By Tom Kollenborn, 2000
Superstition Mountain has attracted artists and photographers from around the world. Hundreds paint Superstition Mountain in watercolors, oils and pastels each year. This type of interest reveals just how important Superstition Mountain is as a subject to artist[s].
Carl Redin, a noted Swedish artist arrived unobtrusively and unostentatiously into Phoenix in February of 1927 from Santa Fe, New Mexico to paint Superstition Mountain on his canvas. Redin was well known as an artist of Southwestern landscapes during the early half of the 20th century.
Redin spent several years in the Swedish Navy. It was here he obtained success as a painter of marine subjects. Redin immigrated to Chicago in 1913. His ill health forced him to move to a drier climate. Redin suffered from tuberculosis. He chose the Rio Grande Valley of New Mexico settling in Santa Fe around 1916. He eventually built a studio in Albuquerque. Redin’s painting of Jemez Canyon in New Mexico titled “Red Earth” captures the landscape in overwhelming reality. This was one of his best known paintings. Redin’s “Red Earth” in 1925-1926 captured the fancy of art critics throughout the nation. The crown prince of Sweden ordered several of his paintings after viewing the “Red Earth”. These painting[s] were to be h[u]ng in the Swedish National Gallery in Stockholm.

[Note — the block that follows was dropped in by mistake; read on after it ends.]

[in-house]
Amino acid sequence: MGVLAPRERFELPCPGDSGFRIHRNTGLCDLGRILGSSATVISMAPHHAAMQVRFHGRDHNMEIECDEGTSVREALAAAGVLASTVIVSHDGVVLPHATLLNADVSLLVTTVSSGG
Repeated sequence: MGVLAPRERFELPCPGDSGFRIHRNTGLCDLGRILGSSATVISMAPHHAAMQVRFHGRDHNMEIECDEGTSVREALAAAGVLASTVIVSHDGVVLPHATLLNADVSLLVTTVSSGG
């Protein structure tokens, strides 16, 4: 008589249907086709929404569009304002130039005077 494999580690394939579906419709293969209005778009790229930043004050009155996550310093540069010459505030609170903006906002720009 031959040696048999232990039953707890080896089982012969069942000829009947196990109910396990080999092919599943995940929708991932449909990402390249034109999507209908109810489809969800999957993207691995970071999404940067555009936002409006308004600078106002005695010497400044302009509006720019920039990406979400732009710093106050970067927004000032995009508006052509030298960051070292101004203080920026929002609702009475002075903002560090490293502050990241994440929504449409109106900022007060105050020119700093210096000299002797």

Carl Redin found Superstition Mountain a fabulous subject to paint. He continued his work in Arizona and included paintings along the Apache Trail and at Roosevelt Lake. One of his favor[ite] painting sites was Fish Creek Canyon and Hill. He also painted Tonto ruins and Roosevelt Dam.
Redin had planned to capture with his oils on canvas, the elusive beauty of Superstition Mountain, Fish Creek Canyon, and the Apache Trail. He said, “Arizona is complete. It is a state incorporating a wealth of the rarest beauty. No wonder Arizonians are proud.”
Redin was an accomplish[ed] landscape artist. He won the distinguished Gold Medal from the Chicago Institute of Art in 1933. Carl Redin taught art at the University of New Mexico art department in Albuquerque from 1929-1930. Redin passed away in 1944. He was an active artist from 1910-1940.
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